By Kristi Ockuly

As a Montessori teacher for more than twenty years, and as a mother of five, I can attest to the fact that all parents wonder about the experience their young children will have in school. If they are in preschool, parents wonder about elementary school. Elementary school parents wonder about the middle school and so on until, well, forever…I guess. We wonder if they’ll like it. We wonder if they’re safe at the childcare center we selected. We wonder if their next teacher will see all the wonderful things that we see.  Mostly, we wonder if they’re ready. Have they been sufficiently prepared so that they are ready for their next experience?  While, all experiences will be different, when it comes to being ready for the kindergarten experience, there are a few things that we early childhood teachers focus on. We also like to encourage the parents of our students to reinforce these things at home.

The Big Three: Social, Emotional, Academic

When thinking about whether your child is ready for kindergarten, there are many concepts to consider. There is an endless list of behaviors (social and emotional development) and cognitive indicators (academic development) that a parent must look for in their child before deciding if he is ready for kindergarten. Searching for these readiness signs can be a worrisome and stressful time for parents and they may feel inclined to push their child to things that they might not developmentally be ready for yet.

To ease these concerns, early childcare professionals focus on fostering confidence and independence because they know that with the right mindset, a child will be able to progress socially, emotionally, and academically at a healthy pace. As Montessori educators, we believe in developing the emotional component of the child, just as much as the social and academic components. Below are some important concepts about emotional development and some tips to help you put your child on the path for kindergarten readiness.

What is Emotional Development?

Emotional development occurs when a person begins to understand how and why their feelings and emotions happen. When children begin developing emotionally, they start recognizing their own feelings as well as those of others, and they create their own ways of managing these emotions.

Many of the concepts in this category revolve around independently accomplishing things that make a child confident and emotionally healthy. However, simply being aware of emotions (self-awareness) increases their emotional health as well.

Childcare experts have found the following concepts to be helpful in emotional development.

Express emotions Allowing children to feel their emotions is important.  Teaching children to express their emotions clearly, is vital.  If something is wrong in their world, they need to learn to express it in a way that well-received.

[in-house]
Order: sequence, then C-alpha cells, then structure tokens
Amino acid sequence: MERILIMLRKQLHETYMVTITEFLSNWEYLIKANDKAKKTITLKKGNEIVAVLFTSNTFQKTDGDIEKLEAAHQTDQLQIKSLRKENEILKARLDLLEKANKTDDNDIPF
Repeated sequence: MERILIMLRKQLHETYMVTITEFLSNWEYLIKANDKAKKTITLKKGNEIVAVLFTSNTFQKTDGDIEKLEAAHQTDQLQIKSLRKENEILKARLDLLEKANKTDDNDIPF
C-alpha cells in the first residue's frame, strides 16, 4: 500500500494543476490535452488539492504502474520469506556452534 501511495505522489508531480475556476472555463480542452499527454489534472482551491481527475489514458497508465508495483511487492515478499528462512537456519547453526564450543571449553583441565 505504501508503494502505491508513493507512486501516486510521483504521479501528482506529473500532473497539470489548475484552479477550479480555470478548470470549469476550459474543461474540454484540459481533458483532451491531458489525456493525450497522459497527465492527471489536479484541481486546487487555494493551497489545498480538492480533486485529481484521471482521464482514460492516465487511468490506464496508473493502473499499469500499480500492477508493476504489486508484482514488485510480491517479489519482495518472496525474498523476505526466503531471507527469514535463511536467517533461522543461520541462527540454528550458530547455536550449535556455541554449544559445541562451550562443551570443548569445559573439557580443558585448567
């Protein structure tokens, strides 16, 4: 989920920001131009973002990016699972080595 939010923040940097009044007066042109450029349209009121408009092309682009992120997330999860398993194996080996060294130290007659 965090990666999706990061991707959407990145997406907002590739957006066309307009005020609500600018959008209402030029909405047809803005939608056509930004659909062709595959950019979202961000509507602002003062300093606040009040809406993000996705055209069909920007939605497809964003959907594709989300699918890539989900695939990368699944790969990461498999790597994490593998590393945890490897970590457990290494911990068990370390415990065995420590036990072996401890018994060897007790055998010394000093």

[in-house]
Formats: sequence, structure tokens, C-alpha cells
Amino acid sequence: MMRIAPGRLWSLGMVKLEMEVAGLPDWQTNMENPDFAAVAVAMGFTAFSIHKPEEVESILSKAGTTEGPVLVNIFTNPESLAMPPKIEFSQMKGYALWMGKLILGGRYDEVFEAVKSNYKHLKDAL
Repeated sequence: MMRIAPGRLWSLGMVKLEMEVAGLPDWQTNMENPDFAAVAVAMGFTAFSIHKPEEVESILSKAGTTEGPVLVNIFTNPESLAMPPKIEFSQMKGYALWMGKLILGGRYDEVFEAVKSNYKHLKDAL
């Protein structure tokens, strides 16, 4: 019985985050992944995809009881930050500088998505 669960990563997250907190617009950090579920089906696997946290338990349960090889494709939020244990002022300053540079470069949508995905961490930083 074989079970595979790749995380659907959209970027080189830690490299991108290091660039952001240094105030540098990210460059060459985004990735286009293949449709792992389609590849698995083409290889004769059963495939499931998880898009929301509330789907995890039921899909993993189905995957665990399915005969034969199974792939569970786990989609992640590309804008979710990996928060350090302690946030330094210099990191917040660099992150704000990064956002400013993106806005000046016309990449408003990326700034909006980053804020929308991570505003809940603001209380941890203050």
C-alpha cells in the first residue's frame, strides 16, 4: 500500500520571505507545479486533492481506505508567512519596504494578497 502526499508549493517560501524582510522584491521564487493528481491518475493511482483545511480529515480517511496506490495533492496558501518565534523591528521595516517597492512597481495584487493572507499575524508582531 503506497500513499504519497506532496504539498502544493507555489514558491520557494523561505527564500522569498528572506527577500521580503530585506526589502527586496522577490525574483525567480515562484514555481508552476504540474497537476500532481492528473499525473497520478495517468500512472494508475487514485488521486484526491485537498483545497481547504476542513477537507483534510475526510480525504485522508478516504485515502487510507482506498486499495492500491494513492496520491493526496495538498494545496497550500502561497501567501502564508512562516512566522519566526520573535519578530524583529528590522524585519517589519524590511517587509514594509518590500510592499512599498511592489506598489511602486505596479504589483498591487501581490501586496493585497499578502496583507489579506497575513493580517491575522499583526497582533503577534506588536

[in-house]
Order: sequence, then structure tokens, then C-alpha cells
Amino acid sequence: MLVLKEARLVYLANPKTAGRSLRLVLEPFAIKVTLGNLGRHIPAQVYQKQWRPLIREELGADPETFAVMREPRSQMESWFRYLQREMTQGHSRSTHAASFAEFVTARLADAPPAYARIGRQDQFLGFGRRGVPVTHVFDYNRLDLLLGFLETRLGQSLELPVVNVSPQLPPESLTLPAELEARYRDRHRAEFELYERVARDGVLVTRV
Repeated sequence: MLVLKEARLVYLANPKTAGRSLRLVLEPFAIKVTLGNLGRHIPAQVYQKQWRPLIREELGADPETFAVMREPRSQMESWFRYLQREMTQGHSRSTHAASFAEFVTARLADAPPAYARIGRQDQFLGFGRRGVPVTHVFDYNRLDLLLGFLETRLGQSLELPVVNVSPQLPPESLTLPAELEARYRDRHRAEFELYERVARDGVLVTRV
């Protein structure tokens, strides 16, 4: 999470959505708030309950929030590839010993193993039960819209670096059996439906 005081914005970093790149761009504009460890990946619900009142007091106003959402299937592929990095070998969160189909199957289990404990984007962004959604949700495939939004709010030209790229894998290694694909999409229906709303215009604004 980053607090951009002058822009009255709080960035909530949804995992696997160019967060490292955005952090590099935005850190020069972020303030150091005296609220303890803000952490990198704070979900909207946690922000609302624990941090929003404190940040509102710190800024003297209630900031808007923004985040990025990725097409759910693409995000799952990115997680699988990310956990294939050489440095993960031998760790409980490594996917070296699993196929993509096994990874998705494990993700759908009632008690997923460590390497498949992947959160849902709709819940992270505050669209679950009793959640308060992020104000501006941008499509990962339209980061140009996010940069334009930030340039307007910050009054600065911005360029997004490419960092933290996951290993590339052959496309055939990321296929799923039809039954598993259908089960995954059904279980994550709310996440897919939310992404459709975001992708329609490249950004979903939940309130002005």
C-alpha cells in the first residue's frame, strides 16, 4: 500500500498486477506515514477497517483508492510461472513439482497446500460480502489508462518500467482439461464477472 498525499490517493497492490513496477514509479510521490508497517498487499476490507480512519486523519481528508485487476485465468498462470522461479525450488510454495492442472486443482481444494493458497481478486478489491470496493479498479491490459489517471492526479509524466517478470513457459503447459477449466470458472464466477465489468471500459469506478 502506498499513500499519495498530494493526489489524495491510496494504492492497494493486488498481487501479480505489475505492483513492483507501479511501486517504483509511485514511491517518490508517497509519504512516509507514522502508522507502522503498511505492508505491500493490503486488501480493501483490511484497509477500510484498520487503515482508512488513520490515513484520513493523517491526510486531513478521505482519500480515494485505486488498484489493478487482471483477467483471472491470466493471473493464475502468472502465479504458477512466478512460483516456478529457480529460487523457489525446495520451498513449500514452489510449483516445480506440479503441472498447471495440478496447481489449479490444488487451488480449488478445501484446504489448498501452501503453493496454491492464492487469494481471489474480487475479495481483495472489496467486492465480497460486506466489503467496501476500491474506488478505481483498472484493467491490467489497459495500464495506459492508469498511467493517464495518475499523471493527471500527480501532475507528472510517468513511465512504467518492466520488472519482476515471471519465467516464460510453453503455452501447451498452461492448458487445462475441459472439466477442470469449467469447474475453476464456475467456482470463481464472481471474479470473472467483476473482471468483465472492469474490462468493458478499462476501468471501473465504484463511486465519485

Pride in Work-Learning to evaluate how closely their work matches expectations (often, their own expectations) and being able to improve, instills self-awareness and ultimately emotional health.  Allow children to evaluate their own work by asking them how they think they did.

Confidence-Presenting appropriate challenges and allowing them to explore solutions builds their confidence. Allow children to try many different solutions and encourage them to keep trying.

Independence- Give opportunities for young learners to work on challenges until they find their own solutions. Creating a safe environment to fail (both physically and emotionally) increases their desire to work until they get it right to their satisfaction.

Choice­-Creating an environment of choice engenders a feeling of autonomy. Most people, including many young children, feel better when they have a choice with any daily decision. Our emotional well-being depends on our ability to make good choices.


  1. Frequently ask how a child is feeling (and listen to the answer).
  2. When a child completes a task, ask them to self-evaluate.
  3. Reflect on the day with your child (What was great? What was challenging? How did you feel?)
  4. Let children make mistakes and encourage the effort rather than the product.
  5. Don’t hover. Even if you see a solution to their problem, don’t intervene.  (Obviously, you can put their puzzle together, but you should let them do it on their own.)
  6. Let them choose some foods and even some clothes. Guiding is fine but let them do it.
  7. Remember that they feel good about themselves when they can do things independently.
  8. Remember growth takes time.


Just like parents, early childcare educators want our students to grow up to be happy, knowledgeable, kind, and caring individuals. Therefore, we believe in working hand in hand with parents to instill confidence and independence at an early age. At Step by Step Montessori Schools, we encourage a growth mindset. We do this by celebrating the daily accomplishments (however small) that are, in the eyes of the children, giant leaps, which propel them toward growing even more. At our schools, we create a learning environment that fosters social, emotional, and academic growth so that all of our students are prepared for kindergarten and life beyond.

More in this series: Is My Child Ready for Kindergarten Socially?, Is My Child Ready for Kindergarten Academically?